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Introduction to the Python Interpreter

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Overview
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Beginner
Duration
37m
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92
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Description

Python is more than just a programming language. It includes additional components which all work together as a holistic system. This course provides an introduction to some of these different components. Including the programming language itself. With the goal of introducing you to the Python programming language as a means of creating and controlling objects.

Learning Objectives

Upon completing this course you’ll be familiar with the basic concepts of language syntax, the python interpreter, and code blocks.

Intended Audience

This course was designed for first-time developers wanting to learn Python. Existing developers may want to skip.

Prerequisites

This is an introductory course and doesn’t require any prior programming knowledge. However, conceptual knowledge of Python objects is recommended.

Transcript

In this lesson, we’re going to use Python in interactive mode which will enable us to run Python code one line at a time and immediately see the results. 

Previous lessons talked about the Python runtime. Let’s recap the term: Python runtime. Recall that Python is just an application that knows how to read Python code and interpret those instructions into actions. That holistic process is the Python runtime. So, when we talk about the Python runtime, we’re talking about the different components which exist inside the Python application.

Typically when running the Python application you’ll specify the Python code file that you want to run. However, by not providing a code file, Python opens up into an interactive console. 

The interactive console provides a command line environment which enables us to send code to the interpreter - one line of code at a time.

Using Python’s interactive console is not the most efficient way to develop code because the code that we enter isn’t saved anywhere. The code runs when entered, remains in the console’s history, and once the console is closed, everything is gone. 

So, while it’s not great as a means of developing Python code, it does have its use cases; one use case is to help well when first learning Python. 

For this lesson, don’t worry about focusing on how everything functions. We haven’t covered any of the syntax yet. The goal of this lesson is to demonstrate how the Python language is used to create and control objects. 

Over the coming lessons you’ll be learning about the Python syntax. I want this to serve as a real world example of using Python code. Then we can build on this over the coming lessons.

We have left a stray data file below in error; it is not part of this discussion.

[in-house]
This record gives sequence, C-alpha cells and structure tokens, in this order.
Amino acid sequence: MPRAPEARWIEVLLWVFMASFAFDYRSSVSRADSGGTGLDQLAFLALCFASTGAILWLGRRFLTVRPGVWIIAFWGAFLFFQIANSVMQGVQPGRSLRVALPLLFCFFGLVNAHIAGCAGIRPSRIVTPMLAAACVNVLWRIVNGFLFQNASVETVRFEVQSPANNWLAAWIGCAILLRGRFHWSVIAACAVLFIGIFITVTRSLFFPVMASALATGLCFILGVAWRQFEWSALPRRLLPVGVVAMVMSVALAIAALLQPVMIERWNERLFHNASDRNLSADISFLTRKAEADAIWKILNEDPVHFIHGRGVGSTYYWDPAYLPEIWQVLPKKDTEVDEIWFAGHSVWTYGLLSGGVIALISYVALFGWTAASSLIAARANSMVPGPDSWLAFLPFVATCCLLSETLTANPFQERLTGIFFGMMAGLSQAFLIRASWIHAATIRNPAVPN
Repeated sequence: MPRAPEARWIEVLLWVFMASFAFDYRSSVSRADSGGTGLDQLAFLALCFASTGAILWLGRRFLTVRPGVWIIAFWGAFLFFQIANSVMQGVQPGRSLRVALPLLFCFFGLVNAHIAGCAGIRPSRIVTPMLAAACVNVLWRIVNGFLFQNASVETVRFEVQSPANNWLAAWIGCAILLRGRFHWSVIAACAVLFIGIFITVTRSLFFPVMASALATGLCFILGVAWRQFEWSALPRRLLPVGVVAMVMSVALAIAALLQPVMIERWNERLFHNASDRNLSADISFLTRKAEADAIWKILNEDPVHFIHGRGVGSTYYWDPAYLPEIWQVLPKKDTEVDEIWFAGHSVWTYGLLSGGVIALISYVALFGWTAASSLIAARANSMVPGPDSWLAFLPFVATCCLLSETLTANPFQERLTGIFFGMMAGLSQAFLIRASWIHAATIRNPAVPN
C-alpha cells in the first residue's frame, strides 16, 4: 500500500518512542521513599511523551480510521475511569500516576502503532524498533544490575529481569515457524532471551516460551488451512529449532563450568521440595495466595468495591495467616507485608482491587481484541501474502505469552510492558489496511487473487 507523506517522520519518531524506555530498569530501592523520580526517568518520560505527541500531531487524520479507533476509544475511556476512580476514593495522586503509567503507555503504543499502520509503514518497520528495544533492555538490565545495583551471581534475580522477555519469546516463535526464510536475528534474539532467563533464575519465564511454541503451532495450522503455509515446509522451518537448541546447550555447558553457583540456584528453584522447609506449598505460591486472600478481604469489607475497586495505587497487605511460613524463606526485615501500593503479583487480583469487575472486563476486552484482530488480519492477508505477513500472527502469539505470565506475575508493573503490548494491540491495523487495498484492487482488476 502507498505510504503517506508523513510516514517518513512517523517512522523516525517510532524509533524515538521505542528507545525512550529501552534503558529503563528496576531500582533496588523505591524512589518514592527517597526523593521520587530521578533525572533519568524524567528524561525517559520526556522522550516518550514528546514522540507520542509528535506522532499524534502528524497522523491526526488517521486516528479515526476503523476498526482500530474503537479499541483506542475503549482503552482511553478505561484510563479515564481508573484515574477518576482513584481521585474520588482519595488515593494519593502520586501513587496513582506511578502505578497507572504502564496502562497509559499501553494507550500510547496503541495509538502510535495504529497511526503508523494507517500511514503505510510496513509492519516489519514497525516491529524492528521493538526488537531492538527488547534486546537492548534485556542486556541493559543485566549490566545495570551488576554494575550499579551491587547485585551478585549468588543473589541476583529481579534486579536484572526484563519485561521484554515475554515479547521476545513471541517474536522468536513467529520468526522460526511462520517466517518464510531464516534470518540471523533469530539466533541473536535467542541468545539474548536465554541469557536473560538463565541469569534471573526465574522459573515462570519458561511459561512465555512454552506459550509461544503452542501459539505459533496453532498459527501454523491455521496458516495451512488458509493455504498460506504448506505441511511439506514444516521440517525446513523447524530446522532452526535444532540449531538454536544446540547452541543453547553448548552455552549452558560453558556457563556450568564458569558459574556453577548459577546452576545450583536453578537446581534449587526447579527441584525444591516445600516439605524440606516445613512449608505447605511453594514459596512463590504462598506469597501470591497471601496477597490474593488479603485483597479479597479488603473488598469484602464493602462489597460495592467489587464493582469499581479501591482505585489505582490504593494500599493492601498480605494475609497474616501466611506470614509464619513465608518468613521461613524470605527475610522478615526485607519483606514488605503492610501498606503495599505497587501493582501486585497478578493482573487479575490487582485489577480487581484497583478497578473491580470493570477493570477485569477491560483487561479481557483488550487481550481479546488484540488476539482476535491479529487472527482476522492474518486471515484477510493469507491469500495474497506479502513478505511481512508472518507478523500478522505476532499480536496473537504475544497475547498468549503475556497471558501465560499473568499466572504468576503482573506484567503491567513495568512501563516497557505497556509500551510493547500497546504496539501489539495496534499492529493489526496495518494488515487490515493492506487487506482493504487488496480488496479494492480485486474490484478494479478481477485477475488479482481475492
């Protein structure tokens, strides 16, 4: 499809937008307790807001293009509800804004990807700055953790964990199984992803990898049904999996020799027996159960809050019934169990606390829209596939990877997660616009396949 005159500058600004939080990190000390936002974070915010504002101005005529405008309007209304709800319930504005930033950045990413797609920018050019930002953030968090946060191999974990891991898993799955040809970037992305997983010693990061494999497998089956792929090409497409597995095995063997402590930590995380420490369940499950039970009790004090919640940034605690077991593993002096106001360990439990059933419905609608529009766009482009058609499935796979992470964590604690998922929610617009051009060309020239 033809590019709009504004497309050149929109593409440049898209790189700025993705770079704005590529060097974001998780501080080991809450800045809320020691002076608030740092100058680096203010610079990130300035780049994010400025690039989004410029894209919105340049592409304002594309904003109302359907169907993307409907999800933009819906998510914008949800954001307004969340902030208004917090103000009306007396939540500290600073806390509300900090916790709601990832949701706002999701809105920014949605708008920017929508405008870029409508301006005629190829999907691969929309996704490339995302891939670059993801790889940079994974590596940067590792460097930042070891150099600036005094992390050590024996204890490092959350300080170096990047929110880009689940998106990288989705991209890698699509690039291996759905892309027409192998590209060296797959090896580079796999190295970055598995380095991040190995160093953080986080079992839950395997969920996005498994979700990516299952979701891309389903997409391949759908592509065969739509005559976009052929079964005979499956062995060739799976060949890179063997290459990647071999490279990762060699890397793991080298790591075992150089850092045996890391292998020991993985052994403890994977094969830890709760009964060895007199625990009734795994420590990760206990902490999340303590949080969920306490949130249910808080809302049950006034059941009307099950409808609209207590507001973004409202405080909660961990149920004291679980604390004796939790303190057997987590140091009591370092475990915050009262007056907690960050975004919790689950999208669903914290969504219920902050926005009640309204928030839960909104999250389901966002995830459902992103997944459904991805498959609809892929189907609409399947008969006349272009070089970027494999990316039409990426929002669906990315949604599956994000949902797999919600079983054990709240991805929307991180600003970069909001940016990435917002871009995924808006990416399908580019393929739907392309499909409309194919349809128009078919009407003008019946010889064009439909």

The interactive console reads Python code, interprets the code’s instructions and returns the results. That implies that everything that I’m about to type into the console is valid Python code. 

So, let’s see what this interactive console can do. 

First, we can perform some basic operations on objects. Operations such as addition, subtraction, multiplication, and division. 

Let’s start by adding two integers. Notice that typing 1 + 2 returns the results of 3. 

Okay, let’s pause. I’ve spent the entire course so far talking about how everything in Python is an object; then I show how to add two numbers. Where are the objects that I’ve been talking about non-stop?

In previous content, we talked about some of Python’s built-in data types. We talked about the integer type, which Python refers to as an int. We talked about floats, which are numbers with decimal places. We also talked about strings which are used for text. 

These types and a few others are so common that Python incorporated them directly into its language syntax. When the interpreter reads this code, it recognizes that these are integers and it creates objects for each. Then it adds the two objects together. 

How does the interpreter know that these should be integers? Python considers whole numbers to be integers, unless we specify otherwise. 

Don’t worry if that doesn't make sense just yet.

Let’s try something slightly more complex? Let’s do some math with integers and floats. Notice we have a mix of integers and floats; because of the decimal places Python knows that these are floats. Running this returns the results with a decimal place which hints that the results are a float.

Notice that the code we enter returns the results and displays them just below the entered code. Remember, everything in Python is an object. That includes these results. In these examples we have the resulting object returned and displayed. And then that object can be removed from memory. 

Picture it like this: The interpreter reads this line of code. It detects two numbers without decimal places, so it assumes that they’re integers. It takes these 2 numbers and stores them inside an integer object. It determines which operation to perform, and then it calls the code responsible for handling that operation. 

That code may or may not return an object. It depends on which operator is used. In this case the add operator does return an integer object containing the number 3. 

Oftentimes we want to be able to interact with different objects later-on in our code. Imagine that we want to take the results of this addition and use it to perform some further math. In that case we need to be able to reference the returned object. Python provides a mechanism for referencing objects so that we can use the object throughout our code. 

This mechanism is called name binding. Name binding is the process of linking an object to a name. The way that we link a name to an object is by using the assignment operator. Which is a single equal sign.